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Shinya Aoki willing to break bones to get his revenge


First came the right hook, a wide, looping shot that barreled into the left eye socket of Antonio McKee, crumbling the veteran at the knees. Shinya Aoki surprised even himself with its precision. Then came the frantic taps on the ropes. A 43-year-old man trying to call it quits.

Record books list it as a submission finish, just one more amongst many, but Aoki knows better. Since leaving the comforts of home for Singapore's premiere fight camp, Evolve MMA, Aoki has dedicated countless hours to perfecting his game, grinding out the days with Muay Thai champions to raise his striking to a level complimentary of his world-class grapping skills.

But it was only at that moment, when McKee tasted his power and decided he wanted out, that Aoki could understand just how he far he had come.

"I didn't know I had it, and I still don't know I have it," Aoki deadpans through a translator. "I'm not 100-percent confident that I'm a knockout artist yet."

Shinya Aoki vs. Antonio McKee at Dream 18

Certainly no one would argue. One punch, no matter how well thrown, does not make a knockout artist. Aoki knows he can do better; he does it in training everyday. But the fact that the DREAM lightweight champion found it within himself to stand in the pocket, taste the sweltering heat of the flames, grit his teeth and fire back, is already a marked improvement over the diminutive, one-dimensional grappler who showed up at the Evolve doors two years ago.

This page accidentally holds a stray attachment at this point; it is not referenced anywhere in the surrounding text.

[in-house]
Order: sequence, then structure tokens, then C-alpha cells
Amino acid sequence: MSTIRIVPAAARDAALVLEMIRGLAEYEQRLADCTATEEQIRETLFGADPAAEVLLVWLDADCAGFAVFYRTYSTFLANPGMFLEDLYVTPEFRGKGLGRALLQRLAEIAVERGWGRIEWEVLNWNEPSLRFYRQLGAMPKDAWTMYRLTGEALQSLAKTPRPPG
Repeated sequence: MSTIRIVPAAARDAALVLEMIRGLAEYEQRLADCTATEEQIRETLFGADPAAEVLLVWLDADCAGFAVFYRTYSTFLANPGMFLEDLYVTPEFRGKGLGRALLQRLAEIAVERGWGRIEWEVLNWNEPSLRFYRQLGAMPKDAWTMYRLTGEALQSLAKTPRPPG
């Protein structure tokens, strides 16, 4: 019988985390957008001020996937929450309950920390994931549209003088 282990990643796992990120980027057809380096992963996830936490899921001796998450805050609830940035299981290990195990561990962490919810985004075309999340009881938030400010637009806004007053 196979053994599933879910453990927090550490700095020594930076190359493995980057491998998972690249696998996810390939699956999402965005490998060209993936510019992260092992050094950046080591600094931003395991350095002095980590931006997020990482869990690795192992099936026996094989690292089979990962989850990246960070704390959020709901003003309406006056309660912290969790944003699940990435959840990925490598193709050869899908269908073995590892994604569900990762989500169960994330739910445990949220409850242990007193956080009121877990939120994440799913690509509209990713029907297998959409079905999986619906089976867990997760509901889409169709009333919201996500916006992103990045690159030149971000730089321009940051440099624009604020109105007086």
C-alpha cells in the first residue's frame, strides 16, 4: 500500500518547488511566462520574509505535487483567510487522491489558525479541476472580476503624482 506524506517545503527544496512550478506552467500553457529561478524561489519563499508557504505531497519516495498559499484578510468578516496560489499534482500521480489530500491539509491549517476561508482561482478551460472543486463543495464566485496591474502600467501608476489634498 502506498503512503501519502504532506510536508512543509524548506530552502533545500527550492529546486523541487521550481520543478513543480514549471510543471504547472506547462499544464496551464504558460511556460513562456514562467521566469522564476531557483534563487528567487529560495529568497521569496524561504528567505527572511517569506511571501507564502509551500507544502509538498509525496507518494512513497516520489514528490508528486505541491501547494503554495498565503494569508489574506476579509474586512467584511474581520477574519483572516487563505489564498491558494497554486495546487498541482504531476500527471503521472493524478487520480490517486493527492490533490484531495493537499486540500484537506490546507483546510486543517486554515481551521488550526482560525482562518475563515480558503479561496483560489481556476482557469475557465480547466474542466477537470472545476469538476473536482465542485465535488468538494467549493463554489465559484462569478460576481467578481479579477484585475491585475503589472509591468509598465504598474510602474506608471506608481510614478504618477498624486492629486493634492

"When Shinya first came to Evolve, his striking was very, very low level," recollects Aoki's head trainer, Chatri Sityodtong.

"I'm very proud of Shinya, and I'm sure he is very proud of himself as well. He works very hard. He's the hardest worker on Evolve Fight Team. He's committed to his training. He doesn't smoke, he doesn't drink, he doesn't party. He's really a complete martial artist every single day of the year. Literally one of the [most dedicated] guys I've ever met. He does martial arts, and only martial arts. That's all."

Aoki has always been a unique figure, his brash, occasionally explosive nature often ruffling feathers of the humble establishment around him. Within the Asian MMA scene, Aoki is among the most well known fighters -- a "big superstar," says Sityodtong -- this despite Aoki's notorious bristling at the local media that seeks him out.

Yet in the west, his myriad of accomplishments are known only to the hardcore minority, while manhandlings courtesy of Gilbert Melendez and Eddie Alvarez have become hard memories for the casual crowd to forget. But Aoki is still only 29 years old, a fact which is often forgotten. And his decade long tenure has afforded him a rare perspective on both the physical and mental stresses that come with the territory of such violent pursuits.

From that experience has sprung a certain ruthlessness, one that Aoki is hesitant to discuss, but blooms on full display when the time is right.

"I'm very scared, always, before the fight," Aoki admits. "But once I step into the cage or the ring, I feel nothing. Empty. No anger. Nothing.

"I want to kill my opponent. I know that my opponent is going to have that exact same mentality, want to kill me. That's why I have a lot of fear before the fight. But once I step into the cage, once I step into the ring, all those feelings of fear or anger just dissipate and I feel nothing."

It's a jarring statement to hear, but one not altogether surprising considering the source.

'I'm very scared, always, before the fight. But once I step into the cage, I feel nothing. Empty. No anger. Nothing.'